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Settle for Love: a fresh turn for online dating

Amy Wallace
News Reporter

Online daters usually select their best photos and highlight their positive traits when creating their profiles.

Settle for Love, however, is a free online dating site that takes a more upfront approach. In addition to highlighting their good sides, users are encouraged to share their imperfections.

“I’m funny, loyal and a good listener,” a profile might read. “Cons” may include “unemployed and shy.”

Users are encouraged to upload some of their less flattering photos, such as women posing makeup-free.

Like many other singles, Settle for Love co-founder David Wheeler experienced frustration with other dating sites. While using these sites, he often found a discrepancy between how women portrayed themselves online and in the real world.

“I just felt like everyone is trying to sell themselves as opposed to really be themselves,” said Wheeler in an email interview.

Wheeler and business partner Jacob Thompson said they noticed a need for truth telling in traditional online dating, and the site was launched in 2013.

“We all have imperfections, so we thought why not make a site that’s about honesty so you can find someone who loves you for who you are,” said Wheeler.

“Anything that draws people together based on similar compatibility is a good thing,” said online dating expert and matchmaker Carmelia Ray. “To be transparent about these qualities I think is really great.”  The candid nature of the site allows for one to weed out any dissimilar matches. “I’ve had people say that they don’t want to meet a uber-ambitious person, or a gym buff because they’re not interested in that stuff,” said Ray.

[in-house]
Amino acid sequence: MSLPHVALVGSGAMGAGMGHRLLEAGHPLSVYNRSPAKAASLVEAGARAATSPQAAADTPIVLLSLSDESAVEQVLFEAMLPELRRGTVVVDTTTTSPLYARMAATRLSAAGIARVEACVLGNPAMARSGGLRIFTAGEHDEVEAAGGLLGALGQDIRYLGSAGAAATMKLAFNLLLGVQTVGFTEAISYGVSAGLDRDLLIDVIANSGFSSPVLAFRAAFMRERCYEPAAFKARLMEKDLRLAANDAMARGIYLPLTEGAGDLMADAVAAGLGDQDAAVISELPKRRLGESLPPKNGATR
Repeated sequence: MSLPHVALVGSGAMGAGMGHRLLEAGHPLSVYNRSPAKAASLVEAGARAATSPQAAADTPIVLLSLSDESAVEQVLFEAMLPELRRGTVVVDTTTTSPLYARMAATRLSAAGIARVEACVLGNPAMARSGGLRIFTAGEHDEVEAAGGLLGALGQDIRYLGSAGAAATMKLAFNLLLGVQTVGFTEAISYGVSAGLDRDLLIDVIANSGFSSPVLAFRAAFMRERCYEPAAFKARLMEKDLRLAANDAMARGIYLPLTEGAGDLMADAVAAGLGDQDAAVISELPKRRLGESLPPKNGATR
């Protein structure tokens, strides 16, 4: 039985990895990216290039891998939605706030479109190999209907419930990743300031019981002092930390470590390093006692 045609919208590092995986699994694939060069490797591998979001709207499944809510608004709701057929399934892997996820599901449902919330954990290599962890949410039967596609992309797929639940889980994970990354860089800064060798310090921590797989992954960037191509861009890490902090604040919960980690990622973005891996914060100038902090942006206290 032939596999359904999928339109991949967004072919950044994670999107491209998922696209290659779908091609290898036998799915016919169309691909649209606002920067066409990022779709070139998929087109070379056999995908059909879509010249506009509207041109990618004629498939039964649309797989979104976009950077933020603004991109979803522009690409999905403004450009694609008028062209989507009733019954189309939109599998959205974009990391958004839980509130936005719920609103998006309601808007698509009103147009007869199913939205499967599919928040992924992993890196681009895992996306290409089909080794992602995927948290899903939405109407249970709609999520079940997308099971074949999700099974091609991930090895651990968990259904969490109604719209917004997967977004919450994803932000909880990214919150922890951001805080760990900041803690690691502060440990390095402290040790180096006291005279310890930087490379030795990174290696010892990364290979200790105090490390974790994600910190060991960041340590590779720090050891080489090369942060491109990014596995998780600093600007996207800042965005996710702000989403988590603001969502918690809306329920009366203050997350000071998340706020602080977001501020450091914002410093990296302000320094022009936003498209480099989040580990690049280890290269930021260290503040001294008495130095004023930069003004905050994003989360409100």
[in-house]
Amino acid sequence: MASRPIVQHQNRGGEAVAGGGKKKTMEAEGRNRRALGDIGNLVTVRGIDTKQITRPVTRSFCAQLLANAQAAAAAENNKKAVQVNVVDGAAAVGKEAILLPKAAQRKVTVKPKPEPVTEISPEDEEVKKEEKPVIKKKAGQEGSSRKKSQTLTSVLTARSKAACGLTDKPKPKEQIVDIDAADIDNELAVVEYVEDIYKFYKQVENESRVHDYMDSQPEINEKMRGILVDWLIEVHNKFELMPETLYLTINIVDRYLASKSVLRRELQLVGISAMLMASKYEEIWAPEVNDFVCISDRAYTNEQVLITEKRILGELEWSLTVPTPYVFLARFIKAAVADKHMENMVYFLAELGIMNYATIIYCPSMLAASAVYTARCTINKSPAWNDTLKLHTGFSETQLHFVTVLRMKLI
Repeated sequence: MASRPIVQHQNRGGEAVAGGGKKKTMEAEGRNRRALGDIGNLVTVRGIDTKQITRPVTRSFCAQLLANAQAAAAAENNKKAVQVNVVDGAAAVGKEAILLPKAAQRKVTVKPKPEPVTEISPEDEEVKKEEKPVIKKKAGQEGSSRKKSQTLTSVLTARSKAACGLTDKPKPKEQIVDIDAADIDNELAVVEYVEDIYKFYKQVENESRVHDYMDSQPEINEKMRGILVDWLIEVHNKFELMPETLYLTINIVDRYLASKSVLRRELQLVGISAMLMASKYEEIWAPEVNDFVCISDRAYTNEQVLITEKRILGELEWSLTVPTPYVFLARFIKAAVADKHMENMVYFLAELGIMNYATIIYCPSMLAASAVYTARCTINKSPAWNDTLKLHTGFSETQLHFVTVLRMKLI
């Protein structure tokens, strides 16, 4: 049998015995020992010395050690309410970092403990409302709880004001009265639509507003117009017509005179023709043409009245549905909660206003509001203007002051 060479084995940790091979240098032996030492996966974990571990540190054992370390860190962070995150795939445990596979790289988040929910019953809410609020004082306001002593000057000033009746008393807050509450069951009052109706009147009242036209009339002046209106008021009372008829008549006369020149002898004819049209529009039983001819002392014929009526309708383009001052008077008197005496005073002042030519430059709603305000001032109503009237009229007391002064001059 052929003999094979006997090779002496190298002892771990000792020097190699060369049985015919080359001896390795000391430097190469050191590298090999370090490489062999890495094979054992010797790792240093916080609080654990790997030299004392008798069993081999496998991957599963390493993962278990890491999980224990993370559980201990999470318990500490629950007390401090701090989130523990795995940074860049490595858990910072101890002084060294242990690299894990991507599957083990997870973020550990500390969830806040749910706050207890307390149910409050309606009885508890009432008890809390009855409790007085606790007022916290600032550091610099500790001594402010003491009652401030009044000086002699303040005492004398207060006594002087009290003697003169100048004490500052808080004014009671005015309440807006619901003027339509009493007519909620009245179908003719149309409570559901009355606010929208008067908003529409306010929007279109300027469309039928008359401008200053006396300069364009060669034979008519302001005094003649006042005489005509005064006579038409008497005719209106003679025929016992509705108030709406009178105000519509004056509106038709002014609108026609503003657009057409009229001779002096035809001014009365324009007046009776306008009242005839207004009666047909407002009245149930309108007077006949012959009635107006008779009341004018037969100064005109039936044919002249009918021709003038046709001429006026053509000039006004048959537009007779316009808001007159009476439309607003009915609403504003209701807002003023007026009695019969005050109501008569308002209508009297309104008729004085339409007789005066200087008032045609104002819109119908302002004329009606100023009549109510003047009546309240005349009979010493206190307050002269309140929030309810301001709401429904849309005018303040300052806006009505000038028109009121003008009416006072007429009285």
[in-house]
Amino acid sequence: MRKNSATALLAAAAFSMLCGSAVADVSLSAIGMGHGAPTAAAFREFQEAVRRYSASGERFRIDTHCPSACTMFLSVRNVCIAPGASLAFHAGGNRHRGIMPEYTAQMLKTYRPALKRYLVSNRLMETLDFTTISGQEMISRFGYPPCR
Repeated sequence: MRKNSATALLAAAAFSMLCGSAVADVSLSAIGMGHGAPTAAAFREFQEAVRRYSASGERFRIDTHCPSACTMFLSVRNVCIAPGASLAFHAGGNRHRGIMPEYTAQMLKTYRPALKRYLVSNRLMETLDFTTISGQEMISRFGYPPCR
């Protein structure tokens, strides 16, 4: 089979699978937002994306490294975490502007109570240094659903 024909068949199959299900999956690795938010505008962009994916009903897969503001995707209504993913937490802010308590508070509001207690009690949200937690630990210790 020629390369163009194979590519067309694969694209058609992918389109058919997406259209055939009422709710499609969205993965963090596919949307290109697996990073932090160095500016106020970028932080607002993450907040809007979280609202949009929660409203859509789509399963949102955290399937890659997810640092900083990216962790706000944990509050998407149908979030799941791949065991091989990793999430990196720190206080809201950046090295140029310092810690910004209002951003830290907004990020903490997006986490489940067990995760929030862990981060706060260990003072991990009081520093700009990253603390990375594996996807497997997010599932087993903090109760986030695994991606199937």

Being introverted, for example, may be considered a negative trait; so two introverts would be able to discuss this shared experience.

“In my experience, people tend to inflate and exaggerate their traits,” said Ray. “If men are going to exaggerate anything, they typically lie about income and height, whereas women typically lie about weight and age.”

Honesty will triumph in the search for love in the long run, Wheeler said.

“When people have that encouragement to be a bit more honest they are more likely to put it out there because they see that everyone else is doing it,” said Wheeler. “Then it helps people to bond more.”

Isaiah Littley, 30, a first-year Sustainable Energy and Building Technology student at Humber College, had success using the popular dating site Plenty of Fish.

“I found that when I was reading some other profiles, they all seemed kind of the same,” said Littley. “When I was looking at profiles I was looking at someone who was being more honest or something unique about them that stood out.

“It’s important to be honest from the beginning, if you’re not being honest it will eventually show later on, then you will have wasted all of that time if you’re not compatible.”

 

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